Thursday morning we went into Chapel Hill. We grabbed a biscuit and coffee (the dude tried grits, which he liked better with butter and salt. Duh.) and had a wander about town. We ambled around campus until lunchtime. We were so excited to be heading to Allen and Sons! Our GPS told us we had arrived, but...we were in the middle of nowhere. No buildings at all. So we drove up and down the street. Nothing. Finally, we asked humans. Who told us that Allen and Sons was closed. We went over to the building to see what we could learn, but nothing. (Later internet research turned up that they close twice a year. Apparently a sign in the door or a message on the machine is too much work; everyone who needs to know knows.)
What would we do for lunch? A friend had told me to try Momma Dip's. We started with hush puppies and fried green tomatoes. I loved the hush puppies, but they were light and fluffy and not very hush puppy-ish. The tomatoes, however, were out of this world. The dude had fried chicken, collards, squash casserole, and biscuits; and I ordered chopped pork, collards, mac and cheese, and biscuits. I was served ribs. Because chopped pork sounds just like ribs. I was tired and hungry and already disappointed so I just ate the ribs. They were fine. The dude loved his whole meal. I have concluded that no southern mac and cheese will ever be as good as my mothers, so I should stop ordering it. I loved my collard greens. Then we went and toured campus and spent some time in the archives display. They have a lot of Raleigh stuff. Fun fact: Sir Walter Raleigh spelled his name something like seventy different ways--including three different ways in one document--but never Raleigh. The dude's favorite was Rawleyghe but Raleigh himself preferred Ralegh.
After our barbecue tour of Kansas City a few years ago, we made the rule that we could only eat barbecue once a day, and not two days in a row. Since we planned to hit Goldsboro on Friday, we went to Vietnamese on Thursday night. We can recommend Lime and Basil.
Friday morning dawned and we hit Sunrise Biscuit early, so we'd be ready by lunchtime. Goldsboro was a bit of a hike from our base in Chapel Hill; we hit the road around 10:30. Things started badly when our GPS wouldn't accept the address we had for Wilber's. So we just punched in Goldsboro, thinking how big can the place be? As it turns out, 24 square miles. Anyway we arrive on US Highway 70 East and start driving. We can't still be in Goldsboro, can we? So we turn around and drive on US Highway 70 West, which Wilber's is not on. Then we see US Business Highway 70. It sounds so much more right, so we drive around there for a while. At that point, I need to pee. So we turn into the sketchiest garage in the sketchiest neighborhood. Since I have to pee, I get to ask for directions too. I can't used the bathroom: "it's outside and someone messed it up." And no one seems to know Wilber's until I ask incredulously, "Wilber's BBQ?" A young girls tells me it's "out by the mall." I stare blankly, "are you not from around here?" She then launches into the kind of directions I hate. "Take a left at the mall and then another left after the jewelry store." The shop owner clarifies by giving me the names of the streets and a vague idea of distances. When I leave I am propositioned by a man with fewer prospects than I have. We start driving and successfully take our first left. We continue driving but cannot find a jewelry store. I burst out, "I don't care if I eat. I need to pee." So we pull into a Hardees. While I take care of business the dude has a word with the GPS. When I come out, it seems to recognize the address we want to visit.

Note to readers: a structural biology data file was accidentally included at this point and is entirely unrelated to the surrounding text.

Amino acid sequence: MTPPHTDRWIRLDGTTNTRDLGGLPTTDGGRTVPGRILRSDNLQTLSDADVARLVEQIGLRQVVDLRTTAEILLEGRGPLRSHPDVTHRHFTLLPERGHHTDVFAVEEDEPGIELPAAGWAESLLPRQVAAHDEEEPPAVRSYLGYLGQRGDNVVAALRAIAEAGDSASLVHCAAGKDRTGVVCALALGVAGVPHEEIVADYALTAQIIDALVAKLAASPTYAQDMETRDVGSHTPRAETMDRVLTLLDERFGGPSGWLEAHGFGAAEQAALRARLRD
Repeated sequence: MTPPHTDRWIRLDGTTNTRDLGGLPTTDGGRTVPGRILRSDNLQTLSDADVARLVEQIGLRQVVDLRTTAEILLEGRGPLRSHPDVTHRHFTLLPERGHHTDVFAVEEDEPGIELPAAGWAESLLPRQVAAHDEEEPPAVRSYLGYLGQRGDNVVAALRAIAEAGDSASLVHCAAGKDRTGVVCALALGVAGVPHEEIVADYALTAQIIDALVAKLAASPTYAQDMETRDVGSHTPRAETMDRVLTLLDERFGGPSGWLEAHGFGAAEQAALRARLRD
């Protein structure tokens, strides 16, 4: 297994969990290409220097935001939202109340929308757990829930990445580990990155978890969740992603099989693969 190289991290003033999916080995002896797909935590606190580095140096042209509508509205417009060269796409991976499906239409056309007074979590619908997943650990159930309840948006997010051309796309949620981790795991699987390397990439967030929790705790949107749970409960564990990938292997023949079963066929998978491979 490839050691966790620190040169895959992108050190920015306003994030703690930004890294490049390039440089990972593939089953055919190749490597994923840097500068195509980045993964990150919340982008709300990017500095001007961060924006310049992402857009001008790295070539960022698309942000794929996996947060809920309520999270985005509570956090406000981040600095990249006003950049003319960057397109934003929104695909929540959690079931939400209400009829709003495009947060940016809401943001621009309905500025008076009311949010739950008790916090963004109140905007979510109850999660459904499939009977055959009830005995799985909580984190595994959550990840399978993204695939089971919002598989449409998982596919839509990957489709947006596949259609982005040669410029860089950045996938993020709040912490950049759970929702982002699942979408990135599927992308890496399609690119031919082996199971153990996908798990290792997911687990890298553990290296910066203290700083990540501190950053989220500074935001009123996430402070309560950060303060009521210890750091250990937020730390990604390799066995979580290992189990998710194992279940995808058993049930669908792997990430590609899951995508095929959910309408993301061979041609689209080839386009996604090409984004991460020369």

When we arrived at Wilber's, you could smell the smoke. You could see the smoke. We both got the chopped pork plate with potato salad, cole slaw, and hush puppies (the normal dense cornmeal type). It arrived lickety split. And you could taste the smoke. But our meat was lukewarm. All that driving, an hour of searching...and it was only okay. So disappointing. I am sure if you get your meal hot, it would be covered with awesomesauce. Man, North Carolina was being a little disappointing. (Don't forget I'm sick on top of everything else.)
We drove to Raleigh to visit the North Carolina Museum of History. The dude and I always go to state museums. It helps you get the lay of the land, and you can find out some pretty interesting facts about the places you visit. And, you can find samplers! I've tried to find out more about this sampler but the online material only describes it, not the maker: Frances Ann Harrison, Prospect Hill Seminary, Caswell County, 1833. She was 14. Very pretty colors; damage in the center where it was folded.
(For dinner that night, we went to the Carolina Brewhouse. I can recommend the oatmeal porter. We started with collard green and chopped pork spring rolls (awesome!) and had burgers with Cackalacky sauce. Yum!)
We left North Carolina but not before we stopped at The Pit in Raleigh. Well, at last! It had all the right parts in all the right places: it was open and the food was hot! You could even taste smoke too. (You couldn't smell it, but I think that was probably a city regulation.) We started with the fried green tomatoes. And both had the chopped pork. The dude had it with black-eyed peas and cole slaw; I had collards and potato salad. They kept asking me if I wanted vinegar with my greens. As I was taking a bite, I inhaled--vinegar--and started coughing. I don't know how anyone would need more vinegar on that. I'm pretty sure that between the vinegar on the greens and the vinegar in the BBQ sauce, the people of North Carolina are being pickled from the inside out! But they're still good on the outside. ;)
We drove home happy. I stitched this, the sixth of my Crazy January starts.